The Obama administration announced late yesterday that 800,000 people have signed up for new health insurance so far in March. That brings the total under the Affordable Care Act to over 5 million and makes it likely that 6 million will have enrolled by March 31, the last day to sign up before getting a fine. That 6 million number would meet a projection made by the Congressional Budget Office. So what are we to make of those numbers?
To a degree, targets like these are arbitrary when we’re judging the law’s success. It isn’t as though we’ll say that if 5,999,999 people signed up by the end of the month then the law has failed, while if 6,000,001 sign up then it has succeeded. Nor does that number include the millions of people who have been enrolled in Medicaid, many of whom are getting health coverage for the first time. And the number of people signed up will continue to rise, particularly since the fines are quite small in the first year but get larger over time. But it’s worth remembering that for all the time we spend gaming out the political winners and losers of Obamacare, there are real people’s lives at stake.
If you were just watching political ads, you’d think that there were precisely zero Americans who had actually been helped by the ACA, since for some rather strange reason, the law’s advocates seem reluctant to actually tell the individual stories of those who have gotten covered for the first time, or can now get coverage despite a pre-existing condition. Meanwhile, the law’s opponents have spent millions of dollars blanketing the airwaves in states with upcoming elections, telling horror stories of people whose lives have allegedly been devastated by the ACA. And yes, nearly every one of those stories turns out to be utterly bogus when it is examined. But how many voters know that?
Another reality works against the administration: It’s now easy to blame everything that goes wrong in anything having to do with health care on the ACA. Sure, premiums have gone up every year for as long as anyone can remember. But this year’s increase? Obamacare! Your boss decided to cut back your benefits to pad his bottom line? Obamacare! And did you know that under Obamacare, people will continue to fall ill and even die?
And Republicans work like dogs to undermine the law and make sure it helps as few people as possible, then hold up their success at denying the law’s benefits to their own citizens as evidence that the law was misconceived in the first place. Nowhere is this more evident than on the issue of the expansion of Medicaid, where most Republican-controlled states have said no to the federal government’s offer of billions of dollars in what is essentially free money to get coverage for poor Americans.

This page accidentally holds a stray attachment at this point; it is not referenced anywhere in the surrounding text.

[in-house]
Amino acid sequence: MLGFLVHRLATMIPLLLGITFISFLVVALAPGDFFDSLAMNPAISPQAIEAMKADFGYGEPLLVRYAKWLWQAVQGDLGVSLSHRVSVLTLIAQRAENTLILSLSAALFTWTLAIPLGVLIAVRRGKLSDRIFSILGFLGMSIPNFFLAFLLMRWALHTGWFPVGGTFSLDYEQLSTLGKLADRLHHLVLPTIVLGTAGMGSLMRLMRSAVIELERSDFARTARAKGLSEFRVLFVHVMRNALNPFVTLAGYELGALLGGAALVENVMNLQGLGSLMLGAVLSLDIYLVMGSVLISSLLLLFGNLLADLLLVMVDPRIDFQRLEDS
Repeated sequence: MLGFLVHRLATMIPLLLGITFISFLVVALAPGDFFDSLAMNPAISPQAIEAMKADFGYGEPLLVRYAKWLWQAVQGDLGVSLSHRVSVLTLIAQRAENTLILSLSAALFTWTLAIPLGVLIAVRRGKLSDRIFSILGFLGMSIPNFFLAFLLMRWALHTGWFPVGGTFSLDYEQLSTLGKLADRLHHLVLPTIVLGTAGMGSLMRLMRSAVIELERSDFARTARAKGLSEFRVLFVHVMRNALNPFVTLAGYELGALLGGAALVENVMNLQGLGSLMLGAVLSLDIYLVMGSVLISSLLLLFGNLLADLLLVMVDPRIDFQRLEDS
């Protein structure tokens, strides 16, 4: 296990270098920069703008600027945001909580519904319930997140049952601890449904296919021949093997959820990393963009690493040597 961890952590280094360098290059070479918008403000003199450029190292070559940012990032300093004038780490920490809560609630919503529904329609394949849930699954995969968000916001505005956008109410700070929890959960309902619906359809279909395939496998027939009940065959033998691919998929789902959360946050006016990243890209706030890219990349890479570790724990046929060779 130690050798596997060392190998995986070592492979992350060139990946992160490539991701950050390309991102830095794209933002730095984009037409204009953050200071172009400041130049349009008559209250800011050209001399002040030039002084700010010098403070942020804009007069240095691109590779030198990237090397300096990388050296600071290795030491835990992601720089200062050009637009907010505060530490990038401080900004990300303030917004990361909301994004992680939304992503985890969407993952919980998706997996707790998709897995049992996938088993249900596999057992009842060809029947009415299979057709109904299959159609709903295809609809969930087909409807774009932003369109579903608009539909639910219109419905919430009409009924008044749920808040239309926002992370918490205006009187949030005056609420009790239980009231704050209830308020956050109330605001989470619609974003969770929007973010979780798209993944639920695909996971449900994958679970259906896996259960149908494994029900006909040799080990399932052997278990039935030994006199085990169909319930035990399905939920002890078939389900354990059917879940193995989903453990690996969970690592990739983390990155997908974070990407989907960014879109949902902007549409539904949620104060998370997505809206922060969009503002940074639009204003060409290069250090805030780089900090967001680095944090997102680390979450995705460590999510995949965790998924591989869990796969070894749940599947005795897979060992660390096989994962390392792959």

Most cruelly, many of the states that have refused to accept the Medicaid expansion are those where Medicaid benefits are most stingy to begin with. Each state sets its own eligibility levels, and not too surprisingly, states run by Republicans tend to set them extremely low. So for instance, if you’re a single parent in Alabama with two kids and you earn a princely $3,221 a year, the state considers you too wealthy to get Medicaid. In Texas, which has more people living without health insurance than any other state, that figure is $3,737. Millions of the working poor could have gotten coverage from Medicaid through the expansion, but their state legislators and governors quite literally believe that it’s better for a poor person to have no health coverage at all than to get coverage from the government.
By one analysis, 5.2 million Americans who could have gotten Medicaid if their states had accepted the expansion will remain uninsured. And if you asked those people in a poll whether Obamacare had helped them, they’d quite reasonably say no.
So Republicans in those states can laugh all the way to election night. They got to screw the poor, which, let’s be honest, they were inclined to do anyway, and in doing so they also did political damage to the Obama administration. Quite a trick.
Republicans may well get political benefit from the issue in this year’s election, particularly if Democrats continue to do such a weak job of defending the law. But that doesn’t really matter in the long run. The law isn’t going to be repealed, something Republicans know as well as Democrats. For all its complications and the difficulty of implementation, the ACA has already done an extraordinary amount of good for those millions of people. If Republicans took their newfound concern for (some) people’s access to health care and used it to actually work to make the law work as well as possible, millions more might be helped as well. If only.
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